The CBS set received either the 525-line/60-HZ monochrome or 405-line/144-Hz field rate color standard by switch selection. No complete schematic for the receiver has been found. But there were some articles that described circuit features (ref.18). Pictures presented on a 10RP4 CRT were enlarged to 12 1/2-inches by an oil filled lens. Between the lens and CRT face were dual 22 1/2-inch color discs. Each disc had three color segments and a 180-degree clear sector. When color reception was selected, the color segments of the 1440-rpm disc were opposite to each other acting as a 6-segment color disc.
The customer operated color / monochrome switch was linked to a number of SPDT switches in the chassis, including four in the vertical oscillator-output and seven in the horizontal sync-output areas. The color wheel assembly was driven by a 1748-rpm motor that was kept in synchronization by being in series with an AC saturable reactor transformer. The dc winding of this reactor was in series with the plate of a power pentode. The control bias of this tube was provided by a phase detector which compared the received vertical sync with a signal indicating wheel position from a generator on the shaft of the rotating wheel assembly. When monochrome operation was selected, a friction brake rapidly slowed the two wheels to a stop. The motor reversed to overlap the two clear sections and stopped them over the CRT for direct viewing of the black and white program.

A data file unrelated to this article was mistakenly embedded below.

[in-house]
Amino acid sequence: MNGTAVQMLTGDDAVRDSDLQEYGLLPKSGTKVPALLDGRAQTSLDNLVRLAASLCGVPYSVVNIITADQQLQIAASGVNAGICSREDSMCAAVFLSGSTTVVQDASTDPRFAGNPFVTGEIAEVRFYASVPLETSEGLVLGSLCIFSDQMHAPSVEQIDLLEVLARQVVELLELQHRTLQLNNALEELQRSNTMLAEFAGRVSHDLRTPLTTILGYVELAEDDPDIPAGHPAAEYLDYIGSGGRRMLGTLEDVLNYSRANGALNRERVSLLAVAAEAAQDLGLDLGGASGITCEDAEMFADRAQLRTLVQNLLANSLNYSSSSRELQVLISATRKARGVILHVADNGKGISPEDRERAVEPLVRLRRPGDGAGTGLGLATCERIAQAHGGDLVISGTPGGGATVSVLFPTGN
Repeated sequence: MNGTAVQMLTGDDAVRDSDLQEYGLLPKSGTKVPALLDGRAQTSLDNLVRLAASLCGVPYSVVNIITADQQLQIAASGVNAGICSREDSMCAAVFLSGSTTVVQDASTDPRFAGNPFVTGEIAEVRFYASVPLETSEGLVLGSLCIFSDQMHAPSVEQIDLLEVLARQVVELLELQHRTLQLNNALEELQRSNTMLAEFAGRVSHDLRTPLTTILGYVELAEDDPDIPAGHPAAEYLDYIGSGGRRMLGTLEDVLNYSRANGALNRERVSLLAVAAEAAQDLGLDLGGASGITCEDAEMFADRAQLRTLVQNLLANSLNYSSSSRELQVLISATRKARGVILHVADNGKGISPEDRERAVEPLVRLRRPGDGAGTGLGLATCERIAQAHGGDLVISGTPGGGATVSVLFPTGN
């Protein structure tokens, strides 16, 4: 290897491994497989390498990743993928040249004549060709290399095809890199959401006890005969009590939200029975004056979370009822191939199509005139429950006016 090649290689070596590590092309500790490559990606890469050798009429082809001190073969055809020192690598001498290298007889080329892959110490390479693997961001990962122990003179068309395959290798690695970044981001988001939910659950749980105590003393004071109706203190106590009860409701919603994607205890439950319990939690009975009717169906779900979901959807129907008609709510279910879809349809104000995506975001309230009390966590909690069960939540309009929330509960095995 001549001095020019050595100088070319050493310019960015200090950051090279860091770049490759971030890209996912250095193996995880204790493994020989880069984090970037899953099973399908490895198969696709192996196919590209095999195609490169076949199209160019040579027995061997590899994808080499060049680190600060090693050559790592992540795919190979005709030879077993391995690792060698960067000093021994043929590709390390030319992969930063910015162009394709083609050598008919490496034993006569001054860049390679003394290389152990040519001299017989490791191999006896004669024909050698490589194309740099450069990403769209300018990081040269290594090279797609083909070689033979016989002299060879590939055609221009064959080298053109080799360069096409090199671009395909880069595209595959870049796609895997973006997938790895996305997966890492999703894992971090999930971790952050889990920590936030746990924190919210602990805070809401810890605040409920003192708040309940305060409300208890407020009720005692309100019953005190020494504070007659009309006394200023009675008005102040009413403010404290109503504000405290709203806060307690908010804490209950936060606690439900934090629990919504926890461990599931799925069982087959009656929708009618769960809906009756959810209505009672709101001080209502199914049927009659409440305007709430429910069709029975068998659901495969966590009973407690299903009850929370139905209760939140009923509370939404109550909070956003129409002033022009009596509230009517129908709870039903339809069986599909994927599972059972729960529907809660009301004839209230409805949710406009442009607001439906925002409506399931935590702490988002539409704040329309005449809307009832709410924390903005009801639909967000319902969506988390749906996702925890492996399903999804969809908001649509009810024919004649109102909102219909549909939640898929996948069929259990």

On November 20, 1951, the National Production Authority issued Order M-90 prohibiting the manufacturing of color sets for general public sale. This order was the only control measure limiting an end product issued after World War II, Of political interest was that monochrome television receiver production was not affected.
Two years later, during a Congressional hearing on March 25, 1953, CBS announced that it had no plans to resume its color system. The NPA lifted its ban on receiver manufacturing the next day! It was now the obligation of the television industry to band together to devise an acceptable compatible color television standard.
Continue to "RCA Dot Sequential Color System "
The CBS Color Television System Test Pattern was provided by Harold Deppe, Jr. from an original slide in the collection of his father, Harold Deppe, Sr. The slide was badly faded and was heavily color corrected by Don Kent.
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Copyright 1997, Ed Reitan